• By leveraging the more modern technologies; typically built around the Financial Information eXchange (FIX) Protocol, these QDII Fund operations could go straight to the top of the class, without suffering the pain or risks associated with the last 20 years the west has endured as part of our learning curve.
  • Spoilt for Choice; the QDII Funds will not have any shortage of organisations putting their hands out to assist them with their transition in trading offshore global markets – their challenge would be to seek out the most useful.

2. Offshore Banks and Brokers

  • New Customer base; the opening of the Qualified Domestic Institutional Investors (QDIIs) market place, brings about a new client base that can be mined.
  • New source of cross-asset revenue; the QDII’s will be seeking to implement investment strategies that enable them to trade equities, futures and fixed income; most of which will have the risk of currency fluctuations, which means foreign exchange (FX) hedging as well. According to Z-Ben Advisors, total industry Asset Under Management (AUM) growth is projected to be Rmb6.9tr (USD1.0tr) by 2014, rising to Rmb15tr (USD2.2tr) or more by 2020.
  • Imbedded value creating stickiness; for those organisations who have their own technology Intellectual Property (IP) or business solutions that can be leveraged by the QDII’s as part of their operations, whether it be front, middle or back office, this can be an advantage over competitors.

3. Technology Vendors

  • New customer base to sell into; the QDII funds will be in the need of technologies and business solutions that will enable them to process and manage their orders / trades aimed at the global markets arena.
  • Leading by example; any vendors contemplating going into China to sell their wares need to be in it for the long-haul and should ideally be demonstrably tenacious and patient, since the sales cycle can in some cases prove to last many years. So for those organisations who are familiar with long sales cycles, they can take advantage of the hunger for information and being a leader in your sphere of business, demonstrated by these Funds in China.
  • Advanced Technologies the order of the day; vendors will find that if they have the most up to date technologies that leverage the latest version of FIX, or employ the latest in algorithm technologies, they will find these QDII Funds only interested in the latest technologies that will help them to succeed with their mission.

What are some of the possible threats?

1. Chinese Funds

  • Under estimating the challenges; for those QDII’s who have not yet explored trading in this new market dimension; it probably looks daunting. If the QDII allows inexperience to rule the decisions of what technologies or processes to employ as part of their operation, it would probably prove to be very costly in many ways in the medium term. The key here would be to seek assistance from consultants or consultancy organisations that are not aligned to any particular technology suite, but have a track record of implementing successful operations.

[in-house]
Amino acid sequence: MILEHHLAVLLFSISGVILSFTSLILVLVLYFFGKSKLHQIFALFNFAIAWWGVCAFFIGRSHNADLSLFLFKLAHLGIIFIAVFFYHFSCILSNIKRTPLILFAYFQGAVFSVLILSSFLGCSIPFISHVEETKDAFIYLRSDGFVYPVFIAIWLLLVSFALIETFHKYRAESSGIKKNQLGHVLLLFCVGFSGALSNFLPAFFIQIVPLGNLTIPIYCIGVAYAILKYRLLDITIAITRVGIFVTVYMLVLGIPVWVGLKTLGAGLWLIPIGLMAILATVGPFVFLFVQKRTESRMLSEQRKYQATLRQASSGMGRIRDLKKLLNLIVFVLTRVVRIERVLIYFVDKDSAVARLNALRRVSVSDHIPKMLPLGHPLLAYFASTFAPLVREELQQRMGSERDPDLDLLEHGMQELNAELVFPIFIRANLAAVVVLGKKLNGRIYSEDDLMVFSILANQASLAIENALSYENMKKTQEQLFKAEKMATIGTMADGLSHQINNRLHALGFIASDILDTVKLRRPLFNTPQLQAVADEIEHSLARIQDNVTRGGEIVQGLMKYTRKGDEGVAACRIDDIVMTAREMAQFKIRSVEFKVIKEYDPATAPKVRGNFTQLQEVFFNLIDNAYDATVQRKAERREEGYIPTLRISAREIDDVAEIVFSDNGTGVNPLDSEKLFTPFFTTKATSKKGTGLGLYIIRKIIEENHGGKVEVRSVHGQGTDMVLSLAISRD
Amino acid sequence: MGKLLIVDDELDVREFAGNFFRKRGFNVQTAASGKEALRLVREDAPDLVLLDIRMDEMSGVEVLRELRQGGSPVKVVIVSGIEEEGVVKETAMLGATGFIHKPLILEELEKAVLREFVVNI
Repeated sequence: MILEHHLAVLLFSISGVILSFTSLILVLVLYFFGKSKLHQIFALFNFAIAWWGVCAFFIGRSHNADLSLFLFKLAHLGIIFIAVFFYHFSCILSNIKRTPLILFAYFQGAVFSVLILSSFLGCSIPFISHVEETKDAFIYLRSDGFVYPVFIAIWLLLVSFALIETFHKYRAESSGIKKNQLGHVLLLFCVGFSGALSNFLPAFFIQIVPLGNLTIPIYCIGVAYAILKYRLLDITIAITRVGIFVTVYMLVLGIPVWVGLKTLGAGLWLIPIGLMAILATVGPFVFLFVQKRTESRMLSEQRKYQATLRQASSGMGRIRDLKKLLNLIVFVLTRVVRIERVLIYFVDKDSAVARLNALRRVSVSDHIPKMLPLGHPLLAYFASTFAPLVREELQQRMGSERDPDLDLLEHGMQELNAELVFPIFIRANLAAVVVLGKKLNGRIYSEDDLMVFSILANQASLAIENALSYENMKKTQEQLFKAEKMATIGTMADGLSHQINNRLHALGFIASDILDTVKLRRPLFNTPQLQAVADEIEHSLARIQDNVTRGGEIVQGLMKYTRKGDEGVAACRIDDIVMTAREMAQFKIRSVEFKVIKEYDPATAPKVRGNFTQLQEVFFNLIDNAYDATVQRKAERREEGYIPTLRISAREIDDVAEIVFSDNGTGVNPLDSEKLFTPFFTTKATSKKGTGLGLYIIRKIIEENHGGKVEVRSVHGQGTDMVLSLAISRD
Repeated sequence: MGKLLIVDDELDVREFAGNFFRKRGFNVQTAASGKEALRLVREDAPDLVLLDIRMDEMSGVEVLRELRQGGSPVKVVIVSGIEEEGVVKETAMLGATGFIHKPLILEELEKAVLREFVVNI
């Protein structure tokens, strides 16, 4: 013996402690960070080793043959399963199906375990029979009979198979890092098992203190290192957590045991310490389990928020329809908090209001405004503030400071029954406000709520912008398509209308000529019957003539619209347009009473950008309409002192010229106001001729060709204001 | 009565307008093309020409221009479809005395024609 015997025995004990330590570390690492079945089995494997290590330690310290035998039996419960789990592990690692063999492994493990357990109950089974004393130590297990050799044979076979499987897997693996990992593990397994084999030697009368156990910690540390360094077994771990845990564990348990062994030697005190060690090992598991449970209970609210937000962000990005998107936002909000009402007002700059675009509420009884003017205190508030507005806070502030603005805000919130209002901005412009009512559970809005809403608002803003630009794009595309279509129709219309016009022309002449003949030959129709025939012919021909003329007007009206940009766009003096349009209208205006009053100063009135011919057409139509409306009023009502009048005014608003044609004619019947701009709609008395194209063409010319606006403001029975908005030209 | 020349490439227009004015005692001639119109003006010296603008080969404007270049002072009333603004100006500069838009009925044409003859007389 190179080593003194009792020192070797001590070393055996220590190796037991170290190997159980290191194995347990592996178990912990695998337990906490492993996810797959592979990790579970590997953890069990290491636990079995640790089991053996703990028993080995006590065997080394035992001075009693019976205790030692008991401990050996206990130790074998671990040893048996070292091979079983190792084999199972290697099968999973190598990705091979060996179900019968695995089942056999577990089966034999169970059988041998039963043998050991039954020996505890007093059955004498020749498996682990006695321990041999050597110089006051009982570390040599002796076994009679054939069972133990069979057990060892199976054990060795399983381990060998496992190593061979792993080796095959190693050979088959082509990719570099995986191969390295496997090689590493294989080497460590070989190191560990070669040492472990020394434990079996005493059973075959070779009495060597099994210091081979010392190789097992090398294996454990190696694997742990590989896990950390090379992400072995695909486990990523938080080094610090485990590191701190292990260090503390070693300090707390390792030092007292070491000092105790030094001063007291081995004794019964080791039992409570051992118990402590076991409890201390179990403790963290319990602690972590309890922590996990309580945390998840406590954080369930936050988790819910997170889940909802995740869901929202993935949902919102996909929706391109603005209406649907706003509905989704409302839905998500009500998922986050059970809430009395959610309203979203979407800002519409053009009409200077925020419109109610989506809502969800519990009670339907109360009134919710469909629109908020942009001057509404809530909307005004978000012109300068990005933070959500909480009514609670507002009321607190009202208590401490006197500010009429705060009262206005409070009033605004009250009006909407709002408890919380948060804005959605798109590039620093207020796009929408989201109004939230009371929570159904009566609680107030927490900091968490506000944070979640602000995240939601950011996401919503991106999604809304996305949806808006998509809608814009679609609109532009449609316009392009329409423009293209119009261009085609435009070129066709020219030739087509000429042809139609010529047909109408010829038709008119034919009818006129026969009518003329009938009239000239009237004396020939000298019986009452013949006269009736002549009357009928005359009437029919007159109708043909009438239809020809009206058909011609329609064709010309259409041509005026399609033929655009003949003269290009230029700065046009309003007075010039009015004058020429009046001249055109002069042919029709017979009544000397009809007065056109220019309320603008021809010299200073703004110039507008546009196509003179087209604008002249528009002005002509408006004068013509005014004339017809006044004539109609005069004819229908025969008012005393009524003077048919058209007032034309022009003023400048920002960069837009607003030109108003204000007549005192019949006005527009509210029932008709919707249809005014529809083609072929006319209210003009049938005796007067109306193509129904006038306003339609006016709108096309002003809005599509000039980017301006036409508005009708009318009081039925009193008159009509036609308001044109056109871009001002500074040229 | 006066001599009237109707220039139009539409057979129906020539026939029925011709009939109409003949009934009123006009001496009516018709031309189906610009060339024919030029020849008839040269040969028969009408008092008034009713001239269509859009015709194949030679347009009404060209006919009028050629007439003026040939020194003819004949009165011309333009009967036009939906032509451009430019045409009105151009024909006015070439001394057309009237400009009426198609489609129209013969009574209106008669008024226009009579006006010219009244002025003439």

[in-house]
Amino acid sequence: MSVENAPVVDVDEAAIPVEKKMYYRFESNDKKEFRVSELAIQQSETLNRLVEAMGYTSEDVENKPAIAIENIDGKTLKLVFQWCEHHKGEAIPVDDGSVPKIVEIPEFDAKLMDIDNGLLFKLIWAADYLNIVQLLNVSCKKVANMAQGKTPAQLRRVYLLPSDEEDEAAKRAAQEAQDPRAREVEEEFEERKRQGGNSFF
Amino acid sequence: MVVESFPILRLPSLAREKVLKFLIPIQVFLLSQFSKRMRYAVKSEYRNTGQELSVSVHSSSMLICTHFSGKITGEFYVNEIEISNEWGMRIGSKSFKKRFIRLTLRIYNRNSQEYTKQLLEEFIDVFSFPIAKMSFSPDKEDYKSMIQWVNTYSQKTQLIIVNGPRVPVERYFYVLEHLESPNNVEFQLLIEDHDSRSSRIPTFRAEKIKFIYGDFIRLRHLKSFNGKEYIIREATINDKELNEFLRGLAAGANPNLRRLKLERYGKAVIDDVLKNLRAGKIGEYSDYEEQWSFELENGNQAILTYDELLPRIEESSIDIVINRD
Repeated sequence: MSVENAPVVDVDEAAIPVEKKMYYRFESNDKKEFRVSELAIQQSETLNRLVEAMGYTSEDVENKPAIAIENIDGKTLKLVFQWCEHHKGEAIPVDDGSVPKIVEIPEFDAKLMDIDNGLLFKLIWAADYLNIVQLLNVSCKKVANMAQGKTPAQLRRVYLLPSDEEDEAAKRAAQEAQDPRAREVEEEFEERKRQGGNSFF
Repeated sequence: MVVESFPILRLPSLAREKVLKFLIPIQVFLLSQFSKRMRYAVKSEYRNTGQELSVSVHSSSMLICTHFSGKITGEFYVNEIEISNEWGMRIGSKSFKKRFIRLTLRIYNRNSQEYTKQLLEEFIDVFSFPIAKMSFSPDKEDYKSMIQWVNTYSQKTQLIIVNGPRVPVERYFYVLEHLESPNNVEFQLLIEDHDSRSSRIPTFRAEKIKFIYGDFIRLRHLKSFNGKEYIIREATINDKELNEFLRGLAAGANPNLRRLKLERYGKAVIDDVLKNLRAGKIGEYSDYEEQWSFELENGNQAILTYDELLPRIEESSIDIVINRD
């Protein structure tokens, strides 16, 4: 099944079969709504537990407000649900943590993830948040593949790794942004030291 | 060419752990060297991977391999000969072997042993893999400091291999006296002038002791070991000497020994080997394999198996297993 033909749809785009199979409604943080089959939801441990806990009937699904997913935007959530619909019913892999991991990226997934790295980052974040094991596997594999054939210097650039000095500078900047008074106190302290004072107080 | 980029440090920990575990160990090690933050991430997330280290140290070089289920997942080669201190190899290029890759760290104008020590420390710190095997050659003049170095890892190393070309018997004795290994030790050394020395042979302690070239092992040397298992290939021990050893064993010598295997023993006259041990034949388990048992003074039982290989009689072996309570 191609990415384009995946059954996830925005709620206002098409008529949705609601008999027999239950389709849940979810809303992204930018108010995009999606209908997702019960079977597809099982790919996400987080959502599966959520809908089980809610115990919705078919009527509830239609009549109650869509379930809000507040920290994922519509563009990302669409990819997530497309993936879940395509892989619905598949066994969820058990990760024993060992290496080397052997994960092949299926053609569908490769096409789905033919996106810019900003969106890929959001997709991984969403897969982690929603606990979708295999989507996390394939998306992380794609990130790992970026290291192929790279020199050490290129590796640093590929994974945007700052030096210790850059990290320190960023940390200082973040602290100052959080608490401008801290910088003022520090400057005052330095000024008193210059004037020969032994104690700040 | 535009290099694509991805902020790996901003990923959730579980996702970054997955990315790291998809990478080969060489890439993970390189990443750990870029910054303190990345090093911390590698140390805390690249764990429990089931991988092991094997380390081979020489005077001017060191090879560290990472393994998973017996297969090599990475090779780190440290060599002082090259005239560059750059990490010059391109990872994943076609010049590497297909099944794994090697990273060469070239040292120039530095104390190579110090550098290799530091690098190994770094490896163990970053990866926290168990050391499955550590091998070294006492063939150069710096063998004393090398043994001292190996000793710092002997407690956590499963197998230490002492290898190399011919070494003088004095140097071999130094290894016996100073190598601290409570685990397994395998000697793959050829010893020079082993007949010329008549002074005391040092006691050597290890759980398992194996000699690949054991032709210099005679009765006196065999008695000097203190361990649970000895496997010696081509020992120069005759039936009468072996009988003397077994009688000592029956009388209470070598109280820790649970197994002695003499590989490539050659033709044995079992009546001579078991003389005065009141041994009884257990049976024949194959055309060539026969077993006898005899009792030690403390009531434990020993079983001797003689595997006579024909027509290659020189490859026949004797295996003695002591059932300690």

• Analysis Paralysis; the very thought of venturing out into the offshore global markets may seem impossible for a mainland China entity and being able to forestall any commitments to technology decisions is one way of avoiding the inevitable. Thus, the organisation could take an inordinate amount of time tooling up for the operation, in the hope of the problem becoming easier as time goes by. The key here would be to seek assistance from banking / brokerage organisations that are not aligned to any particular technology suite, but have a track record of working successfully with client operations.
  • Square peg in a round hole; there is always a tendency for organisations that have a fear of the unknown to try to stay with what they know, essentially remaining in their comfort zone. This may translate into QDII forcing their local Chinese technology vendors into modifying their technology, even though it probably services the domestic market more than adequately, into an offshore global market trading suite. This move would probably prove to be too slow at getting to market and would be prone to falling foul of the same costly or painful mistakes that the offshore vendors endured over the last 20 years. The smart thing would be to have the local vendor co-exist with an offshore cross asset solution provider / vendor who are both specialists in the offshore markets and are seen to be the “best in class” in the market.